It was a perfect night.

I slept.

Posted by vicki_h 08:17 Archived in USA Comments (9)

Montana: It's not a vacation...it's an adventure.

Part II

Thursday, September 9


We woke up to mist on the lake and hot coffee. The rain had stopped and it was quiet and perfect. It was still dark, but we had to head out because we were still going to try to do our Canada hike, just as a day hike instead of an overnighter. We had to get a move on. We agreed that I would take a flashlight and go over to the cooking area and make coffee, hot cocoa, and oatmeal while Matt packed up the camp.


I had to visit the pit toilet first. I made my way over with my flashlight and then flipped it off when I entered. It’s not like I needed to see in there. I knew where everything was.

That’s when I felt the tickle on my leg.

I flipped the flashlight that was hanging around my neck but unfortunately flipped it to STROBE so I could only scream while flailing pathetically at the 8 legged thing crawling up my thigh that I couldn’t really see. Between the strobe light and the screaming, it must have looked and sounded like Bee Gees night at Skatetown U.S.A.

I felt bad when I realized it was only a granddaddy longleg. Poor little thing only had one leg left by the time I was done.

We had our breakfast and hiked out without incident. We changed clothes in the car and drove over to Tamarack Outfitters to catch the 8 a.m. shuttle to the Carthew-Alderson trail. When we arrived, they told us that it was still covered in snow, visibility was bad, and the trail was just wet, wet, wet. They advised that we cancel. We did.


Weathered out of hiking AGAIN, we decided to drive back down to Montana toward our lodge for the night, the Many Glacier Hotel to see if there was any chance of an early check-in. It was just as rainy in Montana, so there would be no hiking today. We spent the day reading in front of the fireplace at Many Glacier.

Depressed because 2 days of hiking had been cancelled and there had been no pretty weather photo ops…..I was in a funk. Matt knew what would cheer me up.



We headed to the Park Café for a late lunch of peanut butter milkshakes, cheeseburgers, fries, and pie.


Pie makes everything better.


The evening was spent reading, doing puzzles, taking naps, and eating cookies. It was like we were practicing to be 92 years old. But it was nice.

Friday, September 10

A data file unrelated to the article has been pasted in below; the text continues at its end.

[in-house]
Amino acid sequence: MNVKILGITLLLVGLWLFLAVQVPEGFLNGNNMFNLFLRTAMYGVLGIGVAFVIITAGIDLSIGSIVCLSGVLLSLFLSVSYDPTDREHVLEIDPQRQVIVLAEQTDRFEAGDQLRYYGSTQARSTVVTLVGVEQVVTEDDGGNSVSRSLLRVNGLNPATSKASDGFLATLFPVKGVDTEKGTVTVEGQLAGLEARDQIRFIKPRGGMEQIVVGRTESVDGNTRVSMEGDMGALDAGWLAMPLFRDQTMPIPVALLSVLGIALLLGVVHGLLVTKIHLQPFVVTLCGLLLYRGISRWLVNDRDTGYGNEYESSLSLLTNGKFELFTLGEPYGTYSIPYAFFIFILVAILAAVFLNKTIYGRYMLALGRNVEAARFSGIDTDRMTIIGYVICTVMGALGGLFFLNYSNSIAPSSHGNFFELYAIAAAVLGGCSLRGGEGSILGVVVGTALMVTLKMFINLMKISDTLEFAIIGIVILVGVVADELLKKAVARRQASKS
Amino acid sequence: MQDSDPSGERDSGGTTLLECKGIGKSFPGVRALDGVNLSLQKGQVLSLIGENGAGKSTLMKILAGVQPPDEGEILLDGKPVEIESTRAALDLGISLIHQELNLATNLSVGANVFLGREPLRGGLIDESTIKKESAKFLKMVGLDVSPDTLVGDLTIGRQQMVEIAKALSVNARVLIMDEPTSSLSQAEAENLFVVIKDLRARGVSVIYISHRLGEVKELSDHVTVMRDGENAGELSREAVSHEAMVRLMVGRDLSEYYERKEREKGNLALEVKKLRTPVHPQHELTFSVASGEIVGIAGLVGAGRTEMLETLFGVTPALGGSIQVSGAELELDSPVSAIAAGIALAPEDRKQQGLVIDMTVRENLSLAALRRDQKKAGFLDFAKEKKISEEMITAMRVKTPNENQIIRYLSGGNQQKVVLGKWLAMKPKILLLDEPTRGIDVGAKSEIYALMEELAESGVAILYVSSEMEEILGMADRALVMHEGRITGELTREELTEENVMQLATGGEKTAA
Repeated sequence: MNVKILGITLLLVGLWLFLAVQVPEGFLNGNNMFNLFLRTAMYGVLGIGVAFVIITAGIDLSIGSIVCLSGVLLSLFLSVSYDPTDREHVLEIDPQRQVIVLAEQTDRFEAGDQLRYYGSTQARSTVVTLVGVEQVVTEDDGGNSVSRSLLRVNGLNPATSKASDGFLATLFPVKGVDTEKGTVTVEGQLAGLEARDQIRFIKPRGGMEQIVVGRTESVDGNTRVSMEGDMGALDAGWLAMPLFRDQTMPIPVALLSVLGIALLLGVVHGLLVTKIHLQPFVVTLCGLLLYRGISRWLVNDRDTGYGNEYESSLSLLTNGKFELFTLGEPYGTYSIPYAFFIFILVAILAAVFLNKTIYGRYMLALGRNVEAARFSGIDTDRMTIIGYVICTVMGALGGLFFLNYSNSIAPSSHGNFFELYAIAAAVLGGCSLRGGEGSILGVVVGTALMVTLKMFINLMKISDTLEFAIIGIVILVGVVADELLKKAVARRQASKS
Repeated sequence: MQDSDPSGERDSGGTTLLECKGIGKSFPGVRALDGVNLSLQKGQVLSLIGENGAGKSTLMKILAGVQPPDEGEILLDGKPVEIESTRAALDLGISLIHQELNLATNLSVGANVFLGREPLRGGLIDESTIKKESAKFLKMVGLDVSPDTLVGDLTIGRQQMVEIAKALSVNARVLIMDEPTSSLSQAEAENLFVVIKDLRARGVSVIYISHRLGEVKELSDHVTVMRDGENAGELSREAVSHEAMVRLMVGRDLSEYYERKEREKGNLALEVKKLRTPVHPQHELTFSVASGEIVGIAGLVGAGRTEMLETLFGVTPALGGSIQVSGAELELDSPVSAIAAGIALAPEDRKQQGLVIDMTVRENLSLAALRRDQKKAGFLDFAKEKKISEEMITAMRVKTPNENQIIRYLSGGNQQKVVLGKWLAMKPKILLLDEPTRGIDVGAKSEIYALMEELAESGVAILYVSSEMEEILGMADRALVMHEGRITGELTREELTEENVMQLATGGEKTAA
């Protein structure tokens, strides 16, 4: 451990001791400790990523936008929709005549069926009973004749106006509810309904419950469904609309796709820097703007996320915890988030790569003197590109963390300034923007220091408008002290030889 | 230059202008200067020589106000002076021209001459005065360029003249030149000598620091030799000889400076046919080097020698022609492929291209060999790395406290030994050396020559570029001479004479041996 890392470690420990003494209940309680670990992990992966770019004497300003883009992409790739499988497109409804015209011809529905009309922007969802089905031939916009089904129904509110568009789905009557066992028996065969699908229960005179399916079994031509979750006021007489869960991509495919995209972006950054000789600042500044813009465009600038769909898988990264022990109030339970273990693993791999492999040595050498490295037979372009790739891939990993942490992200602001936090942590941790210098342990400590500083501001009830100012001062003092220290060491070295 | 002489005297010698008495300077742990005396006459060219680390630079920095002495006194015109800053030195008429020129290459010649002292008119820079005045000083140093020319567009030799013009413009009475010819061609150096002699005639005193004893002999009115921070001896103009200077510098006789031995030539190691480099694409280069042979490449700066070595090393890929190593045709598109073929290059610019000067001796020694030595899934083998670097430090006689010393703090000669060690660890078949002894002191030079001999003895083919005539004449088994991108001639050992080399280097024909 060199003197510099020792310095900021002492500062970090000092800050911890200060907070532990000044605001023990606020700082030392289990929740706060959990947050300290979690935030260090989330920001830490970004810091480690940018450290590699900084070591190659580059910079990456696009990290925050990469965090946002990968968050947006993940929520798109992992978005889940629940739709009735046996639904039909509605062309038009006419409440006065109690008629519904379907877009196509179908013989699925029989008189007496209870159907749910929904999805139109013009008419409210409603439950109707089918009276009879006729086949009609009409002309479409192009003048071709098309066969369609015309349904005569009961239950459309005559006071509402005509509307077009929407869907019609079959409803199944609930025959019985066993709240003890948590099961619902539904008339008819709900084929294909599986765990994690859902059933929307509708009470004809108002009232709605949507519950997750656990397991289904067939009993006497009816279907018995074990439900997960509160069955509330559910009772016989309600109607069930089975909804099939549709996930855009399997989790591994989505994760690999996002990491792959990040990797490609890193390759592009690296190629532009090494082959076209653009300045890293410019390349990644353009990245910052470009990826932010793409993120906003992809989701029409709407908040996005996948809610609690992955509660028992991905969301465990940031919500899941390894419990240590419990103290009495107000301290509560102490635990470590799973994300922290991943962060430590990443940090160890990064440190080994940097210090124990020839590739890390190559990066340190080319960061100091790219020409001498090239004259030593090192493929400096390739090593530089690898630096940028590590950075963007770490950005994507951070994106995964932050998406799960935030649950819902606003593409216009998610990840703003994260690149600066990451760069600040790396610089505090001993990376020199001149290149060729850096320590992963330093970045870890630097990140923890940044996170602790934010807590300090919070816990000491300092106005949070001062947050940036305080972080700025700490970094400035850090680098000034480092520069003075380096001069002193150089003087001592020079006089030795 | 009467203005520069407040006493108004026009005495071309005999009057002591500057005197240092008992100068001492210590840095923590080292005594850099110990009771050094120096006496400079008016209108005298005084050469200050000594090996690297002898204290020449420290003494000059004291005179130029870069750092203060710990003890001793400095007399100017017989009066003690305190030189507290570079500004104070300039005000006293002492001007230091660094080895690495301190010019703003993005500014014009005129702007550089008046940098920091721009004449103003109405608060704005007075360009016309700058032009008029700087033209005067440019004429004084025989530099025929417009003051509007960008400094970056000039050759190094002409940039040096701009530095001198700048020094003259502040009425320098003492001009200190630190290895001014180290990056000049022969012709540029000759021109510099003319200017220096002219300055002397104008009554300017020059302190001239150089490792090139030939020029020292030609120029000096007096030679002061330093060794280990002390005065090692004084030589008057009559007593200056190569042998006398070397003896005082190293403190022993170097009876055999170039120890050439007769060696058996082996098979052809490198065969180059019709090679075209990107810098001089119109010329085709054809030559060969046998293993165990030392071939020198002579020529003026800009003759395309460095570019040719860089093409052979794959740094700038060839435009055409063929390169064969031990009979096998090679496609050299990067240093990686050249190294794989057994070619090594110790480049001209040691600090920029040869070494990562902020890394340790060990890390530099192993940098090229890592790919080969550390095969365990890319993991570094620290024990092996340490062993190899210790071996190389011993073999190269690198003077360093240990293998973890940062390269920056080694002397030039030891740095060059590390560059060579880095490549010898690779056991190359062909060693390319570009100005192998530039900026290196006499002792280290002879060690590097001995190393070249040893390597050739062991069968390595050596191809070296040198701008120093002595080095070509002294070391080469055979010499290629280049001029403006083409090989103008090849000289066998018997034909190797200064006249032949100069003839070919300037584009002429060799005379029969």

We had planned the Grinnell Glacier hike for Friday, but the weather was not going to cooperate. The weather was not ideal, but it looked like it might be clearer south of us, so we drove along the east side of Glacier toward the Two Medicine entrance.


The skies were blue and clear on the drive down. It was the Big Sky of Montana that I had been wanting to see all week.


It’s a good thing we had views on the way down, because when we got into Two Medicine, inside the park, it was just as thick and gray as it had been at Many Glacier. We had decided to try the Cobalt Lake Hike, and it wasn’t raining, so we decided to go for it.


The weather held out for most of the hike. I thought we were going to have a fine day as we walked past streaming waterfalls, along the side of flowing creeks, across swinging cable bridges.


We picked the ripe huckleberries that were abundant along the trail that were still wet from the morning’s rain. It was so nice we decided to save our lunch and eat it at Cobalt Lake before making the hike back.


We must have gotten about a mile from the lake when the icy hurricane hit. Fierce clouds blew in from NOWHERE and we were attacked by strong winds and gusting ice and rain. Within minutes we were soaked and shivering. We kept walking toward the lake in hopes that the campground might have a shelter of some sort where we could sit out the worst of it.

When we got to Cobalt Lake, the rain was so heavy, I couldn’t even see the lake. The wind was driving through my wet clothes and I was freezing. I started to shiver as we simply turned around and started walking back. No lake. No lunch.

Step. Squish. Step. Squish. Step. Squish.

When it finally stopped raining, I pulled a soggy bag of Cheeze-Its out of my backpack. Hello lunch.

We walked, wet, hungry and cold six miles back to Two Medicine.


Now, I need to tell you about the moose. You see, I have never really seen a moose in Glacier National Park. There was one behind a tree once, and I knew it was there, but I couldn’t really SEE it so that doesn’t count. I had actually planned our hikes on the trip to increase my probability of seeing a moose. Our planned Canadian hikes practically came with a moose guarantee…but those got cancelled, now, didn’t they? So today was my last chance to see a moose. I stopped and scanned every beaver pond….every marshy pit….ever willow lined creek….no moose.

We were about 1/10 of a mile from the end of the trail when we passed a chatty couple. They were all happy and bright. Obviously, they had not just hiked through Hurricane Two Medicine and had to eat soggy Cheese-Its under a rain poncho for lunch.

“Did you see the moose?” they asked, chipper as chipmunks.

“No, no moose,” we replied flatly, exhausted as the mud dried thickly on our boots and our pants.

“Oh, yeah. There’s a moose right back there. You just walked right by him. Everybody’s seen him today.” Stupid people.

Stupid moose.


We took off our muddy boots and made the long drive back to Many Glacier.


We consoled ourselves by cleaning up and heading to our favorite eating place, the Cattle Baron Supper Club. The first time we saw it, with it’s dirty brown exterior, pick-up truck lined parking lot, and neon beer signs, I told Matt I wasn’t eating there. I told him it probably had more pool tables than waiters and likely featured a cigarette machine, juke box, and chips hanging on the wall. No way. I wasn’t going.